The new veteran’s cemetery on the former Fort Ord just opened Tuesday and has already added additional staff to handle a flood of burial inquiries. With nearly 2000 applications approved, the Central Coast Veteran’s Cemetery is performing five services a day.
Under a steely gray sky, the children and friends of Airman First Class Alex Klein and his wife Jacquelyn are saying their last good bye.
One of the military honor guards plays taps and another presents the folded American flag “on behalf of a grateful nation” to Klien’s daughter Ann Kern. Kern says, “I think when you hear “Taps,” it just sort of pierces the heart.”
Alex Klein passed two years ago but his daughter kept his ashes anticipating the opening of the cemetery. And even though her father lived in Arizona, his daughter says he wanted to be buried here.
Kern says, “They really loved this area and they really wanted to be close to me. And we were very excited by the prospect of the cemetery coming here. We really weren’t sure at the time they passed it would be a reality. And we are ever so grateful that it became one.”
A short walk down a hill from the peaceful memorial site, the staff in the Administration Building is busy taking calls and greeting walk-ins.
Daniel Fahey with the California Veteran’s Affairs and says they have 40 to 50 people come in. He has been working on the cemetery for the past 18 months. He says Cal Vet has been receiving calls almost since the day ground was broken.
Fahey says the oldest vet served in the Spanish American War, but most died in the 1980’s and 90’s. He adds, “In the 1990, you know is when the movement started to establish the cemetery and so people at that time were expecting that it would come eventually. You have a lot of families here in the Monterey area who since the 1990’s have been holding onto urns waiting for us to open.”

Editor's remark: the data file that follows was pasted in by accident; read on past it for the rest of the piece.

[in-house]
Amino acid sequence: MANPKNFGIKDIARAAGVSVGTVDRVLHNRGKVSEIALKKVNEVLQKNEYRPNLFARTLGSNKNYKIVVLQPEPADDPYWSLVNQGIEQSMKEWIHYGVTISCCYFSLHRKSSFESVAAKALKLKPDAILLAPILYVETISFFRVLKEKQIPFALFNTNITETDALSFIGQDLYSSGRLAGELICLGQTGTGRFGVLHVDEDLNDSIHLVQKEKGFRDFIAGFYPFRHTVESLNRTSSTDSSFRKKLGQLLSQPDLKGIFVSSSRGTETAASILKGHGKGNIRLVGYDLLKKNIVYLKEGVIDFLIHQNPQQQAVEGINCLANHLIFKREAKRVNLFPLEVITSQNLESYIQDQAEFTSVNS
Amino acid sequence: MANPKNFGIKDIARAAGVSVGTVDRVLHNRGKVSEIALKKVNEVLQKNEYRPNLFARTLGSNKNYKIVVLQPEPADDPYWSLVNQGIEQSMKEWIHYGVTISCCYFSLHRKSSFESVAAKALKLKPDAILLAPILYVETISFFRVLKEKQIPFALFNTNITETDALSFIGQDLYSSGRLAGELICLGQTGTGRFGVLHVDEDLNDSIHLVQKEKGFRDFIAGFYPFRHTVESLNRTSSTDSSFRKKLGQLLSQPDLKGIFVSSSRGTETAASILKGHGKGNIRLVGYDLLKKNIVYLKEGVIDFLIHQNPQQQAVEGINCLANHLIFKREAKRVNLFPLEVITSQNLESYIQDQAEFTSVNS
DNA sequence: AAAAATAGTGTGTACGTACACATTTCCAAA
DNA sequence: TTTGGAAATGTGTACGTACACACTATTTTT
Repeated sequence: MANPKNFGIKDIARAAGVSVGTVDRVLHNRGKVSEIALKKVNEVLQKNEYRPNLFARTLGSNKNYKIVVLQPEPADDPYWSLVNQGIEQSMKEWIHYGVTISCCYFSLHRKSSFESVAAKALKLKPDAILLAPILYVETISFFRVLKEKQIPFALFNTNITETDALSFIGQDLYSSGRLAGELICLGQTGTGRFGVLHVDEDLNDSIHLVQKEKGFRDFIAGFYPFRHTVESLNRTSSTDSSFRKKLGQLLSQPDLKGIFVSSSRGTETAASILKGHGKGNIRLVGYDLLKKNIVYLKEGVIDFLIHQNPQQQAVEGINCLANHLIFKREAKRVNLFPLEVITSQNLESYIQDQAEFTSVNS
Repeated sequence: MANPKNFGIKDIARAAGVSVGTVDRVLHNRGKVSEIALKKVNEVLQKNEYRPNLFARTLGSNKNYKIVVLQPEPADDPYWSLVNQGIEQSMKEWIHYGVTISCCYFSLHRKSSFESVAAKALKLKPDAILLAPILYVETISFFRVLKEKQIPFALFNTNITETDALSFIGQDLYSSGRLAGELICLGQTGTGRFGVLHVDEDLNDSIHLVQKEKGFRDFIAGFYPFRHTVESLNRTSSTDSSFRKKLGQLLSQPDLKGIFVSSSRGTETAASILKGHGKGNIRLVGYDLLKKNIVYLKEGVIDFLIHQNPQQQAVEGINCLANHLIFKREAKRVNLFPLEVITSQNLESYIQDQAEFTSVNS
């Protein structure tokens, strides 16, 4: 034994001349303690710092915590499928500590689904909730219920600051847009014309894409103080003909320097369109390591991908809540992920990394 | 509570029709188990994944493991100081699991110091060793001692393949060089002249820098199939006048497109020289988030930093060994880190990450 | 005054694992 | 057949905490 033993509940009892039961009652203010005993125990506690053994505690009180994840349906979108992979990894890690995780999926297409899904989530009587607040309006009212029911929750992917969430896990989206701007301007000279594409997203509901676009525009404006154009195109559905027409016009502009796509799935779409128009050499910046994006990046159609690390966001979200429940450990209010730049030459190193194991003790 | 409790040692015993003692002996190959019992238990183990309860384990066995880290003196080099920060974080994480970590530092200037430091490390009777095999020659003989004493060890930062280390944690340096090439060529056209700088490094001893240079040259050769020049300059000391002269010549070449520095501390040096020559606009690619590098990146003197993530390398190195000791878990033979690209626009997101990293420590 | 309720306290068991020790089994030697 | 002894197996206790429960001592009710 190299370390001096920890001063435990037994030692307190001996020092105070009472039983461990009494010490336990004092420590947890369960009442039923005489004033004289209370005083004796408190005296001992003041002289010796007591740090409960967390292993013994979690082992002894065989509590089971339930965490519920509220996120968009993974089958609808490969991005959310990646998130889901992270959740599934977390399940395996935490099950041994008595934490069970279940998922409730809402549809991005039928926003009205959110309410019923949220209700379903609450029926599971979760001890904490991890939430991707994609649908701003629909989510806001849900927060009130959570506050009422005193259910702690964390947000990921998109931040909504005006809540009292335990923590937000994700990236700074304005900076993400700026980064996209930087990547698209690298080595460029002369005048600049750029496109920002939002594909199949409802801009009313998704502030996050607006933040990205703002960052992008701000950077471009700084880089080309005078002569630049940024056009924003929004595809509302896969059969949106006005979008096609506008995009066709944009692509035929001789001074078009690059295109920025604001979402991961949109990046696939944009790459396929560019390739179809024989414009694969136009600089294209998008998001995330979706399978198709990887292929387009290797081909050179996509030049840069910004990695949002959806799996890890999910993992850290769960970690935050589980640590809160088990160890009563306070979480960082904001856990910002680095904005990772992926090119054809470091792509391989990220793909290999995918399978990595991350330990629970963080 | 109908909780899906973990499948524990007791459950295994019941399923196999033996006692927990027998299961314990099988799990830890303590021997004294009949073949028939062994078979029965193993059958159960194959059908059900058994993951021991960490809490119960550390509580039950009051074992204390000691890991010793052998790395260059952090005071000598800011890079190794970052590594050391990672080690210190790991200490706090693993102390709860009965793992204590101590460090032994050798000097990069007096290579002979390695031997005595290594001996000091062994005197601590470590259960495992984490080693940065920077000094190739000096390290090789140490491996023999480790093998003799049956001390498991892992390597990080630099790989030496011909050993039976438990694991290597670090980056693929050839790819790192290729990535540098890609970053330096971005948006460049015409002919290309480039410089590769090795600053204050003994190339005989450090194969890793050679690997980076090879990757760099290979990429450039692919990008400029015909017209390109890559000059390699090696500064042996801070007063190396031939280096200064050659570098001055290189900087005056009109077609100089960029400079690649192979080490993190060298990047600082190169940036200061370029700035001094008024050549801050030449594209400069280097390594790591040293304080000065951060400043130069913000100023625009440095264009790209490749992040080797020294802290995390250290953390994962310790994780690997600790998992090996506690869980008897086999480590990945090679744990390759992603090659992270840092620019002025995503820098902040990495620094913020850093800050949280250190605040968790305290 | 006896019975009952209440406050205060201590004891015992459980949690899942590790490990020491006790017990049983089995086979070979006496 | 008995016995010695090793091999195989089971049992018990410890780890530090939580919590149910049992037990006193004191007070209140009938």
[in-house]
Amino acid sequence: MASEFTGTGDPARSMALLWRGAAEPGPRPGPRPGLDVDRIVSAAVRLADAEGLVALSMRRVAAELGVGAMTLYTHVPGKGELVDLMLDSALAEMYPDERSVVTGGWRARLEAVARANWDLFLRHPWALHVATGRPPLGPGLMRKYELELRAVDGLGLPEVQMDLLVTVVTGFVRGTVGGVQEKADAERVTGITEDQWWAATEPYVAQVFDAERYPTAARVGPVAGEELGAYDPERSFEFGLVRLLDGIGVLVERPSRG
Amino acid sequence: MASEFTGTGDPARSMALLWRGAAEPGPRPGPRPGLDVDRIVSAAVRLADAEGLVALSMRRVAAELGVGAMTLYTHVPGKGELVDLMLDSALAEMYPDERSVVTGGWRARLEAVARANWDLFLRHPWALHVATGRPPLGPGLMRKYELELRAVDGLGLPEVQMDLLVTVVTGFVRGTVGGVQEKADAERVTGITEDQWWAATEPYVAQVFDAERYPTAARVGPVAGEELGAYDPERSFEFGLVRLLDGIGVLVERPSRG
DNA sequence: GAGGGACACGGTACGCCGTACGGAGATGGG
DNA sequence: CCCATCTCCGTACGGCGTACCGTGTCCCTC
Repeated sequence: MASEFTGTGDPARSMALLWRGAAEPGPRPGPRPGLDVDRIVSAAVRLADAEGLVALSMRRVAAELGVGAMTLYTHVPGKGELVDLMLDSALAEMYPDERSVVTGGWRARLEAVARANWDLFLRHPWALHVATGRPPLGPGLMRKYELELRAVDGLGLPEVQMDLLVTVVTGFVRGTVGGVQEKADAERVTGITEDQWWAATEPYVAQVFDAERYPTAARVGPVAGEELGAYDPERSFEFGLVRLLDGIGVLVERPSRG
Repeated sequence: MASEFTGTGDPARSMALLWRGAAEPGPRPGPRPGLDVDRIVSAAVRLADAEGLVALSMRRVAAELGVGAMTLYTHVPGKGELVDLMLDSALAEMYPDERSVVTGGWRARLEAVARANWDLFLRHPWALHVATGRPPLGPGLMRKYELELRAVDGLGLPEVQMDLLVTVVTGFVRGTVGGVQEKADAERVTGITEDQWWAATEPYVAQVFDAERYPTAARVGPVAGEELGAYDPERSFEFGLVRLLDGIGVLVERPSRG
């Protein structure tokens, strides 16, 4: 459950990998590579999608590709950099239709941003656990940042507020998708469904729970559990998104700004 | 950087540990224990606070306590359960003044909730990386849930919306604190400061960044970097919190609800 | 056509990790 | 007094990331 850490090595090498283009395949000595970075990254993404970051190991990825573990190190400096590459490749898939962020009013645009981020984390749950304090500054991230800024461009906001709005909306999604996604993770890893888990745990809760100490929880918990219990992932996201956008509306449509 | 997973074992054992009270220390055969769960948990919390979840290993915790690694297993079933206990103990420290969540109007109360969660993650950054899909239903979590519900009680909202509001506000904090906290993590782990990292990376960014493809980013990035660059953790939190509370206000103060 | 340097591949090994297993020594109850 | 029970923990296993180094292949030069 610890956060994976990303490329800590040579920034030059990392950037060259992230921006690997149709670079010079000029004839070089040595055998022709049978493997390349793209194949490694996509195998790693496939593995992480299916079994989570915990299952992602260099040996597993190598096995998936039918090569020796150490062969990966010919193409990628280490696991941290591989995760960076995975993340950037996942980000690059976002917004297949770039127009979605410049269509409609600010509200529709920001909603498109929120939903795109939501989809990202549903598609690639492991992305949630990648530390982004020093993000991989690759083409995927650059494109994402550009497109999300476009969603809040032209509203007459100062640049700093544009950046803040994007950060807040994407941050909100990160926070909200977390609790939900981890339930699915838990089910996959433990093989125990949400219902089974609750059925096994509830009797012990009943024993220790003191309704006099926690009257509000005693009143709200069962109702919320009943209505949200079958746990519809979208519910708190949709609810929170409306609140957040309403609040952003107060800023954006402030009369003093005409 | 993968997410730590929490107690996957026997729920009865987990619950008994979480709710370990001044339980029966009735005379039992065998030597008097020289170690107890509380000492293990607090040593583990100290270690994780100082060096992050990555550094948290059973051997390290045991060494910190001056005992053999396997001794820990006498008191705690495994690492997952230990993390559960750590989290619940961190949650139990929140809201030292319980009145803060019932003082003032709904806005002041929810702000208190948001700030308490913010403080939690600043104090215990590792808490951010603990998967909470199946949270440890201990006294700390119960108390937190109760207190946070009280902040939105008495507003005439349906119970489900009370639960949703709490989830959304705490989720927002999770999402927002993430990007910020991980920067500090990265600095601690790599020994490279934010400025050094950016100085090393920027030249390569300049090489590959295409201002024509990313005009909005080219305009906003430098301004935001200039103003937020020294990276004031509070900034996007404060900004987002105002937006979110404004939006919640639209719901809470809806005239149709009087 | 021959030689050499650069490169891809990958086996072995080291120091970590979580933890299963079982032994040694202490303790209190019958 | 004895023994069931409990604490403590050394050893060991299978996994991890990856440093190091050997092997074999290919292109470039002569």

Applications have come from throughout California and a dozen other states. Applicants who have been approved for Arlington and West Point cemeteries are requesting to be buried here.
Fahey says, “As I have talked to people…they say you know that was the most beautiful place I was stationed and I miss it and that is where I would like to be at the end of my life.”
Back at the memorial service Ann’s Brother Adam reflected on the day. He says, “I often wonder about what the value of these rituals are, but I was very deeply moved by what they did today. I mean the playing of taps was incredible. I thought they were so respectful. It really, really felt like a service. It was amazing.”
His sister Ann agrees.
Ann says, “I think for any family wanting to do a service out here that they would be really in awe of how beautiful it is. It felt very peaceful.”
The next phase of the cemetery will include in ground burials, when completed it will accommodate up to 70 thousand sites, enough to last into the next century.